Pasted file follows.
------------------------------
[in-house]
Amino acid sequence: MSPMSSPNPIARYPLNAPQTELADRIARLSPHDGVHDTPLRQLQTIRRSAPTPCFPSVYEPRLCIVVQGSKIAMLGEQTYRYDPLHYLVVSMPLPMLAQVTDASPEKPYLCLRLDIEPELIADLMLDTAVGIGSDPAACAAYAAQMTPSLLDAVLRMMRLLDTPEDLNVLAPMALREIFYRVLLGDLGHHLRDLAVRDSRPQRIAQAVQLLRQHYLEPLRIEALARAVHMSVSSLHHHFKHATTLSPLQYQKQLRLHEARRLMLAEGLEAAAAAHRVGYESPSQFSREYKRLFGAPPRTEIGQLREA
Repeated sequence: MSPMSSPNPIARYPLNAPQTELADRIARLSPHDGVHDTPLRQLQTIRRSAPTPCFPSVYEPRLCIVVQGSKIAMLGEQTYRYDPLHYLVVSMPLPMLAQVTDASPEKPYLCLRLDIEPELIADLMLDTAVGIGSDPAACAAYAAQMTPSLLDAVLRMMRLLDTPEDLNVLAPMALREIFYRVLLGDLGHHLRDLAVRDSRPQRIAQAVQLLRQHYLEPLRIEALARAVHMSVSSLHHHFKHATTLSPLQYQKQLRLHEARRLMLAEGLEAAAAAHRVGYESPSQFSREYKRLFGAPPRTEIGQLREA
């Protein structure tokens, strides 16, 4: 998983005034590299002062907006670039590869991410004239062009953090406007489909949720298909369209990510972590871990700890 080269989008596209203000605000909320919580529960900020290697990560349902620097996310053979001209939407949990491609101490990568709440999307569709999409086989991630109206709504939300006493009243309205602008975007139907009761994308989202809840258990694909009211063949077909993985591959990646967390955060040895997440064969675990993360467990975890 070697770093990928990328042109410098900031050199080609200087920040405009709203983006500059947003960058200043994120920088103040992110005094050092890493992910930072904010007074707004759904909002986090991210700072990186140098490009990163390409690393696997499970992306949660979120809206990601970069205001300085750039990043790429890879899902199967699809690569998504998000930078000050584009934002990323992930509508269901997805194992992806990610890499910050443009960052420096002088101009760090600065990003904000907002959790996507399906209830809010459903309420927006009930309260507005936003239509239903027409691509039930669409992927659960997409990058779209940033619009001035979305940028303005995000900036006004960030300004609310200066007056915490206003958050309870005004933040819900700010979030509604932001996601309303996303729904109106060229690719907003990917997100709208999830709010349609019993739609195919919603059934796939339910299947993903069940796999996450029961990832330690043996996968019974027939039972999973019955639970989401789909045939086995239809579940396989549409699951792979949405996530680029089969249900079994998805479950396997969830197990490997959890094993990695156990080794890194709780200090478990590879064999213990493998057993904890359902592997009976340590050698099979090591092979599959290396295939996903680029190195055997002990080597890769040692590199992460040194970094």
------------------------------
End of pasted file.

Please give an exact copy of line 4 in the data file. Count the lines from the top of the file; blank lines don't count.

């Protein structure tokens, strides 16, 4: 998983005034590299002062907006670039590869991410004239062009953090406007489909949720298909369209990510972590871990700890 080269989008596209203000605000909320919580529960900020290697990560349902620097996310053979001209939407949990491609101490990568709440999307569709999409086989991630109206709504939300006493009243309205602008975007139907009761994308989202809840258990694909009211063949077909993985591959990646967390955060040895997440064969675990993360467990975890 070697770093990928990328042109410098900031050199080609200087920040405009709203983006500059947003960058200043994120920088103040992110005094050092890493992910930072904010007074707004759904909002986090991210700072990186140098490009990163390409690393696997499970992306949660979120809206990601970069205001300085750039990043790429890879899902199967699809690569998504998000930078000050584009934002990323992930509508269901997805194992992806990610890499910050443009960052420096002088101009760090600065990003904000907002959790996507399906209830809010459903309420927006009930309260507005936003239509239903027409691509039930669409992927659960997409990058779209940033619009001035979305940028303005995000900036006004960030300004609310200066007056915490206003958050309870005004933040819900700010979030509604932001996601309303996303729904109106060229690719907003990917997100709208999830709010349609019993739609195919919603059934796939339910299947993903069940796999996450029961990832330690043996996968019974027939039972999973019955639970989401789909045939086995239809579940396989549409699951792979949405996530680029089969249900079994998805479950396997969830197990490997959890094993990695156990080794890194709780200090478990590879064999213990493998057993904890359902592997009976340590050698099979090591092979599959290396295939996903680029190195055997002990080597890769040692590199992460040194970094």